Sunday Feature: New Generation Thinkers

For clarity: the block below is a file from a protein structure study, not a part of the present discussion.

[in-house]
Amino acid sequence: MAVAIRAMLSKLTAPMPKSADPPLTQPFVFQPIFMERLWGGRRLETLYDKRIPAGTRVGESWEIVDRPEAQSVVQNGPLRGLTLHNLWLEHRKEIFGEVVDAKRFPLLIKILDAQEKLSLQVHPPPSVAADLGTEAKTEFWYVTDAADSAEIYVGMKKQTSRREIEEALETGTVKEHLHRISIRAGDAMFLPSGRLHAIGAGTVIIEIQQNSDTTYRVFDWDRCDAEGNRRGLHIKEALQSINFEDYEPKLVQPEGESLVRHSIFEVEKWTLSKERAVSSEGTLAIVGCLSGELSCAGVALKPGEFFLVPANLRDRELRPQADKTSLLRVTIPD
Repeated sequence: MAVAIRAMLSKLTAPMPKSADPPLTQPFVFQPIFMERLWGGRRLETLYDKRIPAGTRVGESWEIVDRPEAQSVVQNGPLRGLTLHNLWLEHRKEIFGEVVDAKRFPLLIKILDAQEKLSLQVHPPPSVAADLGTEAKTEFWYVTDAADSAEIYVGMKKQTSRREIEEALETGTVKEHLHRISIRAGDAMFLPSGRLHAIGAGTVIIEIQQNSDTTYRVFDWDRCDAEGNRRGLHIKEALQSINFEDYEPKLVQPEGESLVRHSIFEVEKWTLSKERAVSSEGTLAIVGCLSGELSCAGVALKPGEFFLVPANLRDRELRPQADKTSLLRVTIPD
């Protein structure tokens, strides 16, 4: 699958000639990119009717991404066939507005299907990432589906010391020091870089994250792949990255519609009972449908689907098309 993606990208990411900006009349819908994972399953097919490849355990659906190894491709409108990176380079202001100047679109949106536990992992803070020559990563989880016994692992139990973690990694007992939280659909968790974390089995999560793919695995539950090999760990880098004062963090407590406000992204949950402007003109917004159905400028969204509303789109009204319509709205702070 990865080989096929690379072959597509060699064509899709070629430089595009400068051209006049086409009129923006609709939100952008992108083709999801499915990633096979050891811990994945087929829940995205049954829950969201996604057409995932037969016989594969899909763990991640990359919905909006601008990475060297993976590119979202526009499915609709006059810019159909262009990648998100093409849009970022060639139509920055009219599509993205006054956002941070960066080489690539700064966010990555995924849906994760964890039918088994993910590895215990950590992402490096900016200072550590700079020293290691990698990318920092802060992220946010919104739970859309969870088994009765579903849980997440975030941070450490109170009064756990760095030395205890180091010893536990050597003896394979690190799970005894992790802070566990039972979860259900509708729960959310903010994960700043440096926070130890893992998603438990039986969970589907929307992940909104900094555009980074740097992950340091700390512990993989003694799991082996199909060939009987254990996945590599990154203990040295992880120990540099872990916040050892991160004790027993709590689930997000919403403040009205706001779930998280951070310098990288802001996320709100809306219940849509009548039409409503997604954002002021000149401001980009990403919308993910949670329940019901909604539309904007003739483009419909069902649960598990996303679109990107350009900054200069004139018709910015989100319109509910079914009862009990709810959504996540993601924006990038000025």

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Dr Louisa Egbunike, lecturer in English at City University London, is interested in the shifting frame of Afrofuturism. The term was originally coined in 1993 to bracket together work by African-American writers, artists and musicians who were dealing with science-fiction and speculative themes. However it has only recently been suggested that work by creatives living in Africa and those who are part of the more recent African diaspora could also be described as Afrofuturist. Louisa talks to the writer Chikodili Emelumadu and the film makers Nosa Igbinedion and Wanuri Kahiu about whether this is a label that they welcome being applied to their work and the extent to which traditional African mythology was Afrofuturist long before the word was invented. Producer: Torquil MacLeod And in the second half of the programme, Dr Seán Williams of the University of Sheffield argues that the sometimes mundane context and subject matter of German Lieder and literature in the 18th and early 19th centuries have surprising things to tell us about what is ordinarily viewed as the highest of high art. Seán explores economic and social settings in the one hundred years between Bach’s Coffee Cantata and Schubert’s songs, when consumerism was on the rise, and with it the middle classes and lower nobility discovered a love of ... stuff. Songs at the piano, reading novels on the sofa with a bout of indigestion, a poodle at your feet. Such were the bourgeois drawing-rooms in which Romantic yearning for the affirming power of nature and the agony of the human condition took hold of the imagination. Producer: Tom Alban

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